The University of Waterloo Microbial Bioenergetics Workshop was held on July 23rd and 24th at the CIGI campus in Waterloo. The workshop was funded through a Water Institute Seed Grant to ERG Research Scientist, Christina Smeaton.
Microbial bioenergetics applies thermodynamic principles to quantitatively describe energy transformations and utilization to predict reaction rates and microbial growth.While bioenergetics is a well-established discipline in industrial environmental biotechnology (e.g., waste water treatment), it is rarely applied to model microbially mediated processes in natural and human-modified (e.g., mines, oil sands) ecosystems. However, bioenergetics holds much promise for incorporation into predictive tools such as environmental reactive transport models (RTMs). Download the infographic on "What is Microbial Bioenergetics?" (PDF) for more information.
The goal of the workshop was to bring together researchers who develop microbial bioenergetics-based theory with potential end-users to identify knowledge gaps, user needs and to potentially begin/grow collaborations. The workshop was built on the premise that applying bioenergetics should advance our ability to predict the response of microbial reaction networks to dynamic changes in physical (e.g., temperature) and geochemical (e.g., redox state, pH, substrate availability) conditions in environmental systems.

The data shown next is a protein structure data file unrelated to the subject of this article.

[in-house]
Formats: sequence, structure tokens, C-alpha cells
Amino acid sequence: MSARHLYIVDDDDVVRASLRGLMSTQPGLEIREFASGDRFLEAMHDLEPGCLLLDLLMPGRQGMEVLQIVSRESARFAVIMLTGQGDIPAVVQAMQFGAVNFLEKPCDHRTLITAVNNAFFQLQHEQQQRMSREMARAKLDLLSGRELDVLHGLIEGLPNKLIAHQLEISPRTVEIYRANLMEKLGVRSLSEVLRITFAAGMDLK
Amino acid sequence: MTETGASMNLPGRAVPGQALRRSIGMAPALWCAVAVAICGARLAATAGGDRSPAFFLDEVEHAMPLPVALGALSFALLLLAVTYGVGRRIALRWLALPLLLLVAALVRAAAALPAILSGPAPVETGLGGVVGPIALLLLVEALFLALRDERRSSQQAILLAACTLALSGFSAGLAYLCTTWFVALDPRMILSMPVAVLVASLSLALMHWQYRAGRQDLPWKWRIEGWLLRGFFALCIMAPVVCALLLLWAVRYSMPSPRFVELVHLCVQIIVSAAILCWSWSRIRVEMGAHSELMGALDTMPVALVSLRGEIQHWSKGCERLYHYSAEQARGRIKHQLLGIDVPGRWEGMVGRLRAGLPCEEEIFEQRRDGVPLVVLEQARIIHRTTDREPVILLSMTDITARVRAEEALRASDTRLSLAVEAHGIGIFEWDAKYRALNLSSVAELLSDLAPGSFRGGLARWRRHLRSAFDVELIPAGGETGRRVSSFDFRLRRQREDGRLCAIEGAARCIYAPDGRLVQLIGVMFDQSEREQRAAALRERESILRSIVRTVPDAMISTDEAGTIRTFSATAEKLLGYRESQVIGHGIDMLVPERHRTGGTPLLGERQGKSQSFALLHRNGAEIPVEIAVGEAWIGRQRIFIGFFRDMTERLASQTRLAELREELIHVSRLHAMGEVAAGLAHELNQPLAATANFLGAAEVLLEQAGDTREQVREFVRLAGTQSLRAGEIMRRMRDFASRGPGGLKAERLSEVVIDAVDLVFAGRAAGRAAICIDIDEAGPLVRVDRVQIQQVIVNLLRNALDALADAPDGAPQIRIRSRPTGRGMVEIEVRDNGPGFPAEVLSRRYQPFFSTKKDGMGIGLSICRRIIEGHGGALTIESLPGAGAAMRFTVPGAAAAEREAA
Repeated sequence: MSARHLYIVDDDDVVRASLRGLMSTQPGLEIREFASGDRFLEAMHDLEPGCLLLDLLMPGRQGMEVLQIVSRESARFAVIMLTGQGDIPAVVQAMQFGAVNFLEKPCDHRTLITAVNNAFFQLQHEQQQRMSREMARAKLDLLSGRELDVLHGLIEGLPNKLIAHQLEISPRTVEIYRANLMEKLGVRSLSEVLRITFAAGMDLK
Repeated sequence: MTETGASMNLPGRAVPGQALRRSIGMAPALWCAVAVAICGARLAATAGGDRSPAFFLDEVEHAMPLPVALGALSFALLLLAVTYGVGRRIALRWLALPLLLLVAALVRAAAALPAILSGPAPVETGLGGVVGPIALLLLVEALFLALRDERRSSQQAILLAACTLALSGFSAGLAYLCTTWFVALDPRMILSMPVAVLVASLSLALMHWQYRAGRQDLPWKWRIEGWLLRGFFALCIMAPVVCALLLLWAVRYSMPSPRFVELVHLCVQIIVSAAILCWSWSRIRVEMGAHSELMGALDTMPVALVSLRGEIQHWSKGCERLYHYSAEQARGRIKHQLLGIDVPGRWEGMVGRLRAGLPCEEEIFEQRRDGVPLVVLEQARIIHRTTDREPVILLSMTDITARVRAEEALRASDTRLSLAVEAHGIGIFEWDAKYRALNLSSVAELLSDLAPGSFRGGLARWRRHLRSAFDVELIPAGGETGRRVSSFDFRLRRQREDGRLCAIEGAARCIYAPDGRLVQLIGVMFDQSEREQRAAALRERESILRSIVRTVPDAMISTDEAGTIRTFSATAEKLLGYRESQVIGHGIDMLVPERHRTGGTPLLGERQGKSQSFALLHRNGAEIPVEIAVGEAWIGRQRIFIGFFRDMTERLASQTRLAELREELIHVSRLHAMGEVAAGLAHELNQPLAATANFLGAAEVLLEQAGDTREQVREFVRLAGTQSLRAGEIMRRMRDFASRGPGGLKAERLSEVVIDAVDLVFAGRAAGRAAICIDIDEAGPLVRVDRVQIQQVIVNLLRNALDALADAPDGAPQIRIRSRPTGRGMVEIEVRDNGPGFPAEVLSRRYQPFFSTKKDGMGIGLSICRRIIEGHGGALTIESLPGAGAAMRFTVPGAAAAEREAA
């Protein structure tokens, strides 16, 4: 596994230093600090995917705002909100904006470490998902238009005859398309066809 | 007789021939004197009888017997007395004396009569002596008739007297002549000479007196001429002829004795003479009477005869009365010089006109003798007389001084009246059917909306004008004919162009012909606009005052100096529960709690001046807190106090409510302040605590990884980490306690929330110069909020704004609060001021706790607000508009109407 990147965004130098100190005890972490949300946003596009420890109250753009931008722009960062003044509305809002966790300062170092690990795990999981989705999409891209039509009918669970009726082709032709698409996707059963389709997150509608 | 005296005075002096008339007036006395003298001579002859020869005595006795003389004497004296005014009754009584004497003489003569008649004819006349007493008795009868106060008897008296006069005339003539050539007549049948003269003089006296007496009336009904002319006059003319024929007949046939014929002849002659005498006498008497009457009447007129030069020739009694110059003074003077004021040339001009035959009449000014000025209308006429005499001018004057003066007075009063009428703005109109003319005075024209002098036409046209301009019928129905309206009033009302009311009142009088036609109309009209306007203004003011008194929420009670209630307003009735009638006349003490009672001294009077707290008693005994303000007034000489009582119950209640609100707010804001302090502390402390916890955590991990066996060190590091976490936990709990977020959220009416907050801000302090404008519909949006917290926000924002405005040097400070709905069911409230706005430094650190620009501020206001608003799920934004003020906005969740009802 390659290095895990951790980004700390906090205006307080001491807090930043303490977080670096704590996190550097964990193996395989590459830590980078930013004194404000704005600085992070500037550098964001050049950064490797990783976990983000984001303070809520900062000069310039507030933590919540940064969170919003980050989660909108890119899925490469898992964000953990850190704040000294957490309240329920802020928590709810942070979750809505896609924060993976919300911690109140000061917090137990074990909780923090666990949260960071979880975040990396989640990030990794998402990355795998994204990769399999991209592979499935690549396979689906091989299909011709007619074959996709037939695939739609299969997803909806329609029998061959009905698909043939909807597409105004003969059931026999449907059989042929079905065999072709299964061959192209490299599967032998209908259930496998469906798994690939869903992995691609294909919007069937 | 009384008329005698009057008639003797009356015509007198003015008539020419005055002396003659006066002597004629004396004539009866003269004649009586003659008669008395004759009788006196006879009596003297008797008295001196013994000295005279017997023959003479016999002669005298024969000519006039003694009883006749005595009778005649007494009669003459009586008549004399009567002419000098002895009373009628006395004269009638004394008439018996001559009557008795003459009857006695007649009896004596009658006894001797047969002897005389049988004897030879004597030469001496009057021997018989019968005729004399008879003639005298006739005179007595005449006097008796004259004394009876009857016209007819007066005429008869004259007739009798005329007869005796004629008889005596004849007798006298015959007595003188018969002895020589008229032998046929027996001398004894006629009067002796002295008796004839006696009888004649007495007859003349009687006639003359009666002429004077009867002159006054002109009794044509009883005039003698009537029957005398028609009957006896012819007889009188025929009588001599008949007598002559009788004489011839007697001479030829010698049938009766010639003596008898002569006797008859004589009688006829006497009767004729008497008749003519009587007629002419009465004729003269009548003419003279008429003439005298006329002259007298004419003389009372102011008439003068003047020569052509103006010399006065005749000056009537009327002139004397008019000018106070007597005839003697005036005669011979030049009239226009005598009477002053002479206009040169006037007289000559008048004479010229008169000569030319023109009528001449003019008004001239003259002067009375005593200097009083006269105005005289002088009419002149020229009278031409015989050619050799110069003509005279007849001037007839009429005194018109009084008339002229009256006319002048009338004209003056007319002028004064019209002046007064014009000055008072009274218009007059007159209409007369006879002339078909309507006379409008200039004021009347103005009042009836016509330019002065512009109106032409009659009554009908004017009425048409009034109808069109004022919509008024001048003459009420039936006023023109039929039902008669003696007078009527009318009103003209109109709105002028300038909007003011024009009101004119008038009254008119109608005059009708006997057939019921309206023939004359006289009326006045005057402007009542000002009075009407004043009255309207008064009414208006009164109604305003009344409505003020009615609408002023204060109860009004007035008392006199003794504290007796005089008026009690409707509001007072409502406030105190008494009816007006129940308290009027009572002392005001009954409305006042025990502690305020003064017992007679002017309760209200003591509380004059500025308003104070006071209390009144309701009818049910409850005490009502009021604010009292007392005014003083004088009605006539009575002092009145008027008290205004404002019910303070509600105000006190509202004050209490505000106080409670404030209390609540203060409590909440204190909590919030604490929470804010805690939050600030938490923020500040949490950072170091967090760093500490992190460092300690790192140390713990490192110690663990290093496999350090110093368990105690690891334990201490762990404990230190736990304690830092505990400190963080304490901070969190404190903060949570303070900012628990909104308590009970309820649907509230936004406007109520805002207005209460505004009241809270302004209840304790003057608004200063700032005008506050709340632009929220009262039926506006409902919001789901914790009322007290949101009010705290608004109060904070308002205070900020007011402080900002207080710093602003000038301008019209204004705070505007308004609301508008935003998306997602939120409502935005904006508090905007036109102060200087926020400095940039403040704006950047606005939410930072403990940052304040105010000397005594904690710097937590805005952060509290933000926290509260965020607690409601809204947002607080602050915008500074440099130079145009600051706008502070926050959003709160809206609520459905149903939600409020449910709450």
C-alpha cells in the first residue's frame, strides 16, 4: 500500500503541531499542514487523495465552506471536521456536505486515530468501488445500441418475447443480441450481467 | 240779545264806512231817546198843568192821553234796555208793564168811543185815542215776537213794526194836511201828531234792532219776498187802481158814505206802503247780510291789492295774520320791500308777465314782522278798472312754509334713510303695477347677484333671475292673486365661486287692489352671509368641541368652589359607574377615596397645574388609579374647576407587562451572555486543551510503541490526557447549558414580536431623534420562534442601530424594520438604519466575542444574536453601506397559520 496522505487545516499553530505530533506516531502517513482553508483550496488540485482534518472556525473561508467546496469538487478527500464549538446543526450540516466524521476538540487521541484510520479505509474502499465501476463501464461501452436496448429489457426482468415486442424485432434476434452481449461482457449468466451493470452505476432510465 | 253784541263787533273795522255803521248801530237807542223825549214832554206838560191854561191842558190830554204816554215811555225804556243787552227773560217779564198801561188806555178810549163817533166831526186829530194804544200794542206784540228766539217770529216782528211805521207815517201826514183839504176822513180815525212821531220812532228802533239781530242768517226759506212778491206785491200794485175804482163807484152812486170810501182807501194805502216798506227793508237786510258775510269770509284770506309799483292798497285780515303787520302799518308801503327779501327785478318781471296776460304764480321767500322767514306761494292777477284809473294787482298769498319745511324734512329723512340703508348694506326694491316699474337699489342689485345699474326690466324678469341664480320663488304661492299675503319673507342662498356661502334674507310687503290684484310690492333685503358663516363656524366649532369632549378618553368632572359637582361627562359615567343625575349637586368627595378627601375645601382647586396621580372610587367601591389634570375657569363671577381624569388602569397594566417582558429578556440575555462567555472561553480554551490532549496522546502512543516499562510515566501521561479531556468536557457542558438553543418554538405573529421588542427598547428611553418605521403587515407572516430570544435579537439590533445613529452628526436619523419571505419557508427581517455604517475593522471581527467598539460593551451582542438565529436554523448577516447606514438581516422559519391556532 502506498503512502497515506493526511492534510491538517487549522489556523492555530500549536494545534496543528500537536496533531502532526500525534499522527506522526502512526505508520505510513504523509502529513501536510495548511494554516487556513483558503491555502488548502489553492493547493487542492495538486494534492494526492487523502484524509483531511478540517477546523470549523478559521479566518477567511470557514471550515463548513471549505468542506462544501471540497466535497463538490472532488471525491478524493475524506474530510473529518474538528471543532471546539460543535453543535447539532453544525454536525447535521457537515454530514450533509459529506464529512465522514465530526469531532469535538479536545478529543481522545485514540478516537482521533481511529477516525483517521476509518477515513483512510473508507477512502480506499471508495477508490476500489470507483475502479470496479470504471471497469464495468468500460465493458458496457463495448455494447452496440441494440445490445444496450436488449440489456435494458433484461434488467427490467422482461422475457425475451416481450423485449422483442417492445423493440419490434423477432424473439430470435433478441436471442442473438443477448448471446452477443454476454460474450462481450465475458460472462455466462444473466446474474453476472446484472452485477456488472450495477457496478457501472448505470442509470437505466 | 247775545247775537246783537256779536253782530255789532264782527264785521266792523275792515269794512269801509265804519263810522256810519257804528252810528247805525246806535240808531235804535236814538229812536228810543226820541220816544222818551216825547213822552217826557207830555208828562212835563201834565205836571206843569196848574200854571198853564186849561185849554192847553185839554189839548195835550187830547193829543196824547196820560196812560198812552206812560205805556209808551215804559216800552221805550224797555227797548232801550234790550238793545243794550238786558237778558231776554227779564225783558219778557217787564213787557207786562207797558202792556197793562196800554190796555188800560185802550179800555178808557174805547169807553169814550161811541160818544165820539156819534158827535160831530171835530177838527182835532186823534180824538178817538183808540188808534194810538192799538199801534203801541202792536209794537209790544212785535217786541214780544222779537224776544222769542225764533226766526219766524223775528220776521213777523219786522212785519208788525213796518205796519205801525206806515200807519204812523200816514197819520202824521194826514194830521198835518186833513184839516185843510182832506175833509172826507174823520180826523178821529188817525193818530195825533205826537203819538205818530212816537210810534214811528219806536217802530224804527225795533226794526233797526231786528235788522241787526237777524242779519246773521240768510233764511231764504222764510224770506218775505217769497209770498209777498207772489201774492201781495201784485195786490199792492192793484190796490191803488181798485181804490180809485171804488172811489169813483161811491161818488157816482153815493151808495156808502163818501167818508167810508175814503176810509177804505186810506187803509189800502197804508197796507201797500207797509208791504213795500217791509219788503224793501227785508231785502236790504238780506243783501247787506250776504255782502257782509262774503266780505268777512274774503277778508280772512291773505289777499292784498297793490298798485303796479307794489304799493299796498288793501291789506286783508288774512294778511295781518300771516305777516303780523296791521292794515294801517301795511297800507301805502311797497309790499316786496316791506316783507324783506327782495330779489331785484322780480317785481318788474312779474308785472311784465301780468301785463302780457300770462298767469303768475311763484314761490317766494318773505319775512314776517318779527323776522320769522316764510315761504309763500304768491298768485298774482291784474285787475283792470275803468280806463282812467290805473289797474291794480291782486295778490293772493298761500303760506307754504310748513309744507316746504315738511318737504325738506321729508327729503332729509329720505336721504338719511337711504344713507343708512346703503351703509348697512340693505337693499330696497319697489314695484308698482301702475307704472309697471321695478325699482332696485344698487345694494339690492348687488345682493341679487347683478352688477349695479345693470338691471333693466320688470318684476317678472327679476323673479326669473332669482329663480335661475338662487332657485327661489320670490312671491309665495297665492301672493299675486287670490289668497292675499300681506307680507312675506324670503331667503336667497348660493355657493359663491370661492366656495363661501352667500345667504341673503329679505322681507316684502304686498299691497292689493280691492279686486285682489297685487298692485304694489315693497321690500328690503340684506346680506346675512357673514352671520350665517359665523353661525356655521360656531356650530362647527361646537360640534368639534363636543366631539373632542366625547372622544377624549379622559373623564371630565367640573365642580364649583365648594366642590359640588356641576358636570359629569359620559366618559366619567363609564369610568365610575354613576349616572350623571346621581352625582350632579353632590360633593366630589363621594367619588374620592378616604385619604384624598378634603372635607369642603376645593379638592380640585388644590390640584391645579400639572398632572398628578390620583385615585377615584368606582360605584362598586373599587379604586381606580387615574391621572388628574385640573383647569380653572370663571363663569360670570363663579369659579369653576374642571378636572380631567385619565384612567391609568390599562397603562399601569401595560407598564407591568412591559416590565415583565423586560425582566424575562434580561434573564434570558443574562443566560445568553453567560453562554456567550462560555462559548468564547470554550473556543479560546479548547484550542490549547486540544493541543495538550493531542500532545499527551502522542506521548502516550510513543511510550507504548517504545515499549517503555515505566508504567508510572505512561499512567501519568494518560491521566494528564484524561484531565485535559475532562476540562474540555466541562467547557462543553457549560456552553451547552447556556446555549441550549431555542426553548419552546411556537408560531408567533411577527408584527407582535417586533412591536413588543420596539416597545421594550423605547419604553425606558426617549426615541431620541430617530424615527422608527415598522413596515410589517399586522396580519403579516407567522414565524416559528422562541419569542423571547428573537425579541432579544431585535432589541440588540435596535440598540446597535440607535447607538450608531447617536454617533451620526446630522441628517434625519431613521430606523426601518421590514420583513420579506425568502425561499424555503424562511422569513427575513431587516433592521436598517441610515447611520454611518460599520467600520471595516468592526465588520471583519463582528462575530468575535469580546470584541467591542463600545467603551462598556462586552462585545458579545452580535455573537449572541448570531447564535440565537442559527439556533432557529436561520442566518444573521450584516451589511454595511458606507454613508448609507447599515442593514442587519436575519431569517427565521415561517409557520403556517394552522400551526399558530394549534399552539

Attendees of the workshop included scientists from across 6 departments and 3 faculties from the University of Waterloo, as well as researchers from 3 other Canadian universities, 4 international institutions, and 2 industrial partners. Over the two days, the workshop successfully facilitated knowledge exchange and collaboration between academic researchers across disciplines and industries.
The first day of the workshop featured presentations on the developments and challenges in microbial bioenergetics theory, reactive transport modeling, microbial ecology, bioremediation, and emerging methods.
Download the workshop program (PDF) for more information about the presentations.
The second day of the workshop featured interactive world café discussions centered around important research questions raised during the first day of discussions. The activity effectively identified knowledge gaps, established end-user needs, and grant opportunities moving forward. Waterloo MP and Leader of the Government in the House of Commons, Bardish Chagger, stopped by the workshop during the activity, showing interest in the Water Institute and the collaborative discussions and research of the participants.
After the workshop was complete, attendees were invited to an excellent performance of Shakespeare’s Coriolanus in Stratford.
Thank you to Christina Smeaton for organizing the event!